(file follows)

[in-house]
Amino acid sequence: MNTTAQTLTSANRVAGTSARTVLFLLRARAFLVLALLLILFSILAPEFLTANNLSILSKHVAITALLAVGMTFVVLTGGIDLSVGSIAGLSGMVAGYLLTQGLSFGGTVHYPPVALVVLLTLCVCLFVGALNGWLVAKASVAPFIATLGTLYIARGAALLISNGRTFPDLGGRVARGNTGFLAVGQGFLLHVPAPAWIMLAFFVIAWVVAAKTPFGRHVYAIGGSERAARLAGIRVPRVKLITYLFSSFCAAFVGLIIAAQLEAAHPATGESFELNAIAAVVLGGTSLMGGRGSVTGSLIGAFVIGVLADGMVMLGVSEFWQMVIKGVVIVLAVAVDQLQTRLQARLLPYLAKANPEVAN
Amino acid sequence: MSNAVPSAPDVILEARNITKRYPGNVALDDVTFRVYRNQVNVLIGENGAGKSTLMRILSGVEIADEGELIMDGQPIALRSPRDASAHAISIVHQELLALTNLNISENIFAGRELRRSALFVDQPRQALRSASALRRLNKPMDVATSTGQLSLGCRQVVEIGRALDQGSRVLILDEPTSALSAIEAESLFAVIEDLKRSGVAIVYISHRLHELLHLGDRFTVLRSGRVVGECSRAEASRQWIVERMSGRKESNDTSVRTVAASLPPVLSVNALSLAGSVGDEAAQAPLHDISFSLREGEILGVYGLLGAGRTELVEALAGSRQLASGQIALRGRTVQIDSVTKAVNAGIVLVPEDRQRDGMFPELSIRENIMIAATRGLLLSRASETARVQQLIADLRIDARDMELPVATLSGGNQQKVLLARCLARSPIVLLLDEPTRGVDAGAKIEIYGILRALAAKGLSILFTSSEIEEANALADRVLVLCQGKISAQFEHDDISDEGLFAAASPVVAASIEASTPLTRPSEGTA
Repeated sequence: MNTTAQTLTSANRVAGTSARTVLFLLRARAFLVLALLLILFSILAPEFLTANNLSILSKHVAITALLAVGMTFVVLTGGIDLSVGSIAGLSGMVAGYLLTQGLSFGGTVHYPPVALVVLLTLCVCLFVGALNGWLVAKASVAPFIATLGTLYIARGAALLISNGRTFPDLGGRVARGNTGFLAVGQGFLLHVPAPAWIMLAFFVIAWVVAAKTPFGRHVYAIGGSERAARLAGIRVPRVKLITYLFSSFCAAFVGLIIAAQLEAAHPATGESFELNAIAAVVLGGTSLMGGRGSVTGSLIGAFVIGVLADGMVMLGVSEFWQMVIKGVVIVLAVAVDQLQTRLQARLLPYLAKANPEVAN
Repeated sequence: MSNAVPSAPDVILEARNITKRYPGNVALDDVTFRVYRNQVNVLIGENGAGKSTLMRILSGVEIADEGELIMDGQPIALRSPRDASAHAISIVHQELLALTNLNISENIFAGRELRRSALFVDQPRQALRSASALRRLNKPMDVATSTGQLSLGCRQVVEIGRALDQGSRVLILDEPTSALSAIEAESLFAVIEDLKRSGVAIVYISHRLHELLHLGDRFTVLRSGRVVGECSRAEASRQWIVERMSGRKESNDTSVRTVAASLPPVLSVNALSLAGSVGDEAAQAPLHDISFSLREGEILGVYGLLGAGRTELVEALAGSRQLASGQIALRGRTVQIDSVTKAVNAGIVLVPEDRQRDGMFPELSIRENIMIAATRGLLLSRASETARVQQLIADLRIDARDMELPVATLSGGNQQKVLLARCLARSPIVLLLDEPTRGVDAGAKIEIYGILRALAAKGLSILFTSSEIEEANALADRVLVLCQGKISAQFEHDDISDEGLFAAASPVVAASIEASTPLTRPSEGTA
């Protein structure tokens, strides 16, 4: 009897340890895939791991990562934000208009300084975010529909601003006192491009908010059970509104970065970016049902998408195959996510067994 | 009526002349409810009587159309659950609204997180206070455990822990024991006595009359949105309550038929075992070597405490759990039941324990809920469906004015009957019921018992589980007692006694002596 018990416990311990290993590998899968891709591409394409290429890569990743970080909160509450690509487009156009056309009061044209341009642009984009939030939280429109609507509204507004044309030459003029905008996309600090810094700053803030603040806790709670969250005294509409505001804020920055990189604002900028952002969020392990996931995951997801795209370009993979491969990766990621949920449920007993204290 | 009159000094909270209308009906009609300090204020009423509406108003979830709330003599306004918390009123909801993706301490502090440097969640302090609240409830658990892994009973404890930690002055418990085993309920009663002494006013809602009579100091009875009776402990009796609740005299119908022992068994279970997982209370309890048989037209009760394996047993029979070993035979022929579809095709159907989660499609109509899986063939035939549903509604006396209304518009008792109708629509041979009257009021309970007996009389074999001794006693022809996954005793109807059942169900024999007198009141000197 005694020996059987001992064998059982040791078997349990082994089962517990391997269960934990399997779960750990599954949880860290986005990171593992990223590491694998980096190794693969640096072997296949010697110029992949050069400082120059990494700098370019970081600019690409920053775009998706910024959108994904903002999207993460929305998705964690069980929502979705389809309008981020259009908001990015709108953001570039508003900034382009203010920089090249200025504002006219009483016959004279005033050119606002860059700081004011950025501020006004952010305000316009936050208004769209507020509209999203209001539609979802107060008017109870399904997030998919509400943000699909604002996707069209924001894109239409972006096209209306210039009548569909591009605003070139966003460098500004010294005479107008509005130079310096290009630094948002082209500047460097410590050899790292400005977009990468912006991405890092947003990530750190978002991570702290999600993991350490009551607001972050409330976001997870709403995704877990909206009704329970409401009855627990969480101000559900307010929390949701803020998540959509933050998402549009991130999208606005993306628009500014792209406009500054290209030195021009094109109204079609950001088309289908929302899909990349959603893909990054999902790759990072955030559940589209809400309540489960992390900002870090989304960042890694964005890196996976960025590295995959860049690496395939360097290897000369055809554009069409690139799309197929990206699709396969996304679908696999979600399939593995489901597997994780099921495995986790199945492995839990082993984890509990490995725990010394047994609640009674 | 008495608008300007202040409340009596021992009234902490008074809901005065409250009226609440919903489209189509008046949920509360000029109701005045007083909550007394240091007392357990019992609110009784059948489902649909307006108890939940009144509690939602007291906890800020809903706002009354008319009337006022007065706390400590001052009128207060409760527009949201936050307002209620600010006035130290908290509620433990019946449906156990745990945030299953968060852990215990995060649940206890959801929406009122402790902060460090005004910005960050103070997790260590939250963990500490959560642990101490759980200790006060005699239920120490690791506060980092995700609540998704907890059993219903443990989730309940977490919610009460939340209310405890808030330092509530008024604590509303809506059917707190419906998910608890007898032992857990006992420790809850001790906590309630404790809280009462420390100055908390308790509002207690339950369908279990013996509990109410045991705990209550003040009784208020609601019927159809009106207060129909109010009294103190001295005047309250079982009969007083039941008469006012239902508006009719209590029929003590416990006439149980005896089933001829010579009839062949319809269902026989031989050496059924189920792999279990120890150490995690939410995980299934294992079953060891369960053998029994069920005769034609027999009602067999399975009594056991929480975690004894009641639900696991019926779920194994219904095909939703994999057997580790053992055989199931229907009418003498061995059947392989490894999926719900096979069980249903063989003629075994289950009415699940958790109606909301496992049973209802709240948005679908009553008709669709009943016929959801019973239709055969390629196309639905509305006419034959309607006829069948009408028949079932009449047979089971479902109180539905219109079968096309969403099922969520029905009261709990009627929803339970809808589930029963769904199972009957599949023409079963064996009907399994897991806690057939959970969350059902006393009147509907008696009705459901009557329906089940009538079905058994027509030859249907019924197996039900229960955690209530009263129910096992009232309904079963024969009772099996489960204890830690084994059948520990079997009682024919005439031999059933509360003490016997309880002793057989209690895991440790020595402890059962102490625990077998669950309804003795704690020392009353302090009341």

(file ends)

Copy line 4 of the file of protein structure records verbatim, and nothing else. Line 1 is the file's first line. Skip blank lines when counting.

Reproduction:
Repeated sequence: MNTTAQTLTSANRVAGTSARTVLFLLRARAFLVLALLLILFSILAPEFLTANNLSILSKHVAITALLAVGMTFVVLTGGIDLSVGSIAGLSGMVAGYLLTQGLSFGGTVHYPPVALVVLLTLCVCLFVGALNGWLVAKASVAPFIATLGTLYIARGAALLISNGRTFPDLGGRVARGNTGFLAVGQGFLLHVPAPAWIMLAFFVIAWVVAAKTPFGRHVYAIGGSERAARLAGIRVPRVKLITYLFSSFCAAFVGLIIAAQLEAAHPATGESFELNAIAAVVLGGTSLMGGRGSVTGSLIGAFVIGVLADGMVMLGVSEFWQMVIKGVVIVLAVAVDQLQTRLQARLLPYLAKANPEVAN